Wall Street has rallied in a rocky session as beaten-down technology shares gained favour after data showing a surge in the sale of new homes revived faith in the economic recovery even as US jobless claims rose unexpectedly.

Stocks also reacted positively to news of efforts to enact further stimulus in Washington DC, helping lift the S&P to a session high, although the index then turned negative before retracing some gains.

Apple Inc, Amazon.com Inc, Nvidia Corp and Facebook Inc – stocks that have outperformed at a time of increased economic uncertainty – all rose.

The wild session indicated caution was in store, said Dennis Dick, a trader at Bright Trading LLC, who warned market sentiment that drove momentum has sharply changed.

“Fear of missing out has turned into to fear of losing actual money,” Dick said.

“This is a shake-out of all the Robinhood traders, a shake-out of retail investors. They’re getting punished, and rightfully so, because you can’t just buy stocks out of a hat thinking stocks only go up.”

Democrats in the US House of Representatives are working on a $US2.2 trillion ($A3.1 trillion) coronavirus stimulus package that could be voted on next week, a key lawmaker said, as House Speaker Nancy Pelosi reiterated she is ready to negotiate with the White House.

Wall Street started the day lower after the jobless claims data.

The S&P 500 briefly fell 10 per cent below the intraday record peak it hit on September 2 for the second time in recent days.

Dow constituents, considered a barometer of economic confidence, lagged the S&P 500 as data showed 870,000 people in the US applied for jobless benefits in the week ended September 19, up from 866,000 in the previous week.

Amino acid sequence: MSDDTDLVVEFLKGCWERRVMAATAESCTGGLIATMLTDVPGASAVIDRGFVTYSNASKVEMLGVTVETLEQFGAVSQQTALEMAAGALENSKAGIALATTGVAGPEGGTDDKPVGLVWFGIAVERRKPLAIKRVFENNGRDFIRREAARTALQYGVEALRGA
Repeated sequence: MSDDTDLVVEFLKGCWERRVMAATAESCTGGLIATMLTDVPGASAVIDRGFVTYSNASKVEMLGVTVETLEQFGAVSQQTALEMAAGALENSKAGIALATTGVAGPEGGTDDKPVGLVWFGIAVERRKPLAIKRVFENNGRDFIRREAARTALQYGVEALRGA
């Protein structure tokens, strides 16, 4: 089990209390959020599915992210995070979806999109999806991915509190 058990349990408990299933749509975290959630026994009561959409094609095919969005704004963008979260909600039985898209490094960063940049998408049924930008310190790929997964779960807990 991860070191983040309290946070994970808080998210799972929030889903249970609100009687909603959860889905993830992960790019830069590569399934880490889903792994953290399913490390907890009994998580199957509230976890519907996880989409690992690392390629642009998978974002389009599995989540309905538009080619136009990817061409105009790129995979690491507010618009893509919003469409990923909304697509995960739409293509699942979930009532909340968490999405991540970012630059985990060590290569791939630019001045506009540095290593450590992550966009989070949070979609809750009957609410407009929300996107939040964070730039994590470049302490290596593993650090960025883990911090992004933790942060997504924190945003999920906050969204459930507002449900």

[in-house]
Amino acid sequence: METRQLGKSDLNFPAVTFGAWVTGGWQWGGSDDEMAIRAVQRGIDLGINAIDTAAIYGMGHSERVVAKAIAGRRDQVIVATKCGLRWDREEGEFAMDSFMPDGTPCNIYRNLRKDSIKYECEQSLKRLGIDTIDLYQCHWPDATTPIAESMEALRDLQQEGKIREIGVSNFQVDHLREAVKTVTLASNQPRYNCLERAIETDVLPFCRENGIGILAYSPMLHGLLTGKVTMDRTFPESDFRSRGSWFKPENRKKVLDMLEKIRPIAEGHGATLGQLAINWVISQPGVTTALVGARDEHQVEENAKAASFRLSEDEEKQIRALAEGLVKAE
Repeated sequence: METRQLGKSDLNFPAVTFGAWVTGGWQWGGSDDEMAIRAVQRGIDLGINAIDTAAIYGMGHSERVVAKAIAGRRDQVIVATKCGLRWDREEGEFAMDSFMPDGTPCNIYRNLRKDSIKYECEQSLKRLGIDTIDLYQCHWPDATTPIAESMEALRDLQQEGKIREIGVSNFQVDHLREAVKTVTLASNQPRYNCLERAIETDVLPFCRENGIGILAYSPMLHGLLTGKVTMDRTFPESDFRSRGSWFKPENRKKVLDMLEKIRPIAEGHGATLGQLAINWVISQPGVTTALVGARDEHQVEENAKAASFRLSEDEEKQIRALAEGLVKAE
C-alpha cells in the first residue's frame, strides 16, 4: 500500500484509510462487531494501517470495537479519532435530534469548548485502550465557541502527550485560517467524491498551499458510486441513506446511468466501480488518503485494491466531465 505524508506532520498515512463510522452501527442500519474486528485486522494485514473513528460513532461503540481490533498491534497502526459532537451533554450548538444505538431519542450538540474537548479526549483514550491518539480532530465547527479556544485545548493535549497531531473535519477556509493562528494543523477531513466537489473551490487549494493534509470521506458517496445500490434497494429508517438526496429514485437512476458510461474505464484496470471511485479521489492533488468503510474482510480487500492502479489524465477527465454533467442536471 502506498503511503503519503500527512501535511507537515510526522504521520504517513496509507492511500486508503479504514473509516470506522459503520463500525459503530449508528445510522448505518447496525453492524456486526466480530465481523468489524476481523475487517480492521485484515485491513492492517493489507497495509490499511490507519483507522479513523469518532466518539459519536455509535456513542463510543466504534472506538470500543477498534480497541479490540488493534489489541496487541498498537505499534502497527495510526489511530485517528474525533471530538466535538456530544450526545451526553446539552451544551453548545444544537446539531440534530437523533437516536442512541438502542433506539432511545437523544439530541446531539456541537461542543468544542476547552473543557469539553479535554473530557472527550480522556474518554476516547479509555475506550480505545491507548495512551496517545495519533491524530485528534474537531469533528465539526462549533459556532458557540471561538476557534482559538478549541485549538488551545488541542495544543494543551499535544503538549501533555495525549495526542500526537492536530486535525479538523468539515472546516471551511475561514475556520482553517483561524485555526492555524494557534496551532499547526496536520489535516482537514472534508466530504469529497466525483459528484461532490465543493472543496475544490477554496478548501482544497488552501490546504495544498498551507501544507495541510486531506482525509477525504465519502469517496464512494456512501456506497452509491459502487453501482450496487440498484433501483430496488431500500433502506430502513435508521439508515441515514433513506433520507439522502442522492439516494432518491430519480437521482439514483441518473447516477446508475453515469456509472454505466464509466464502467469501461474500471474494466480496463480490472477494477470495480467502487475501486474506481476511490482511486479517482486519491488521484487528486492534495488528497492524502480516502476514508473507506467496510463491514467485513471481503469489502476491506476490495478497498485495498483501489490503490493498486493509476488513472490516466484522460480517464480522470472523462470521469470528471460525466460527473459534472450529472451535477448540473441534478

Homebuilders rose 0.73 per cent after the Commerce Department reported that sales of new single-family homes rose to their highest level in nearly 14 years in August.

That report followed data this week showing sales of previously owned homes also near a 14-year high.

Phil Orlando, chief equity strategist at Federated Hermes, said notwithstanding spats of poor data, the US economy is on a path to a powerful V-shaped recovery as seen in car and property sales and overall consumer spending.

“All of the inventory rebuilding is starting, all of the things you want to see are happening,” Orlando said.

“Now, are there some chinks in the armour? Yes, just saw it in the claims numbers this morning.”

The Dow Jones Industrial Average closed up 52.31 points, or 0.20 per cent, to 26,815.44, the S&P 500 gained 9.67 points, or 0.30 per cent, to 3,246.59, and the Nasdaq Composite added 39.28 points, or 0.37 per cent, to 10,672.27.

Volume on US exchanges was 10.43 billion shares, up from 10.04 billion shares on Wednesday.

The CBOE volatility index, known as Wall Street’s fear gauge and which is hovering near two-week highs, is expected to climb in the run-up to the quarter-end next week.

“The key is the VIX index, which has not yet reached levels that would suggest a continued strong move to the downside,” said Peter Cardillo, chief market economist at Spartan Capital Securities in New York.

“So you might get a day of bargain hunting followed by a day of selling, but as the last days of September come into place, we should begin to see some sort of window dressing by institutions.”

Nikola Corp, which is set for its biggest weekly decline ever, slid 9.69 per cent as Wedbush downgraded the stock to “underperform”.

Accenture Plc fell 7.04 per cent after the IT consulting firm forecast current-quarter revenue below expectations while US-listed shares of BlackBerry Ltd initially jumped after the Canadian security software firm posted a surprise rise in quarterly revenue but finished the day lower.

Declining issues outnumbered advancing ones on the NYSE by a 1.08-to-1 ratio; on Nasdaq, a 1.36-to-1 ratio favoured decliners.

The S&P 500 posted no new 52-week highs and two new lows; the Nasdaq Composite recorded 12 new highs and 129 new lows.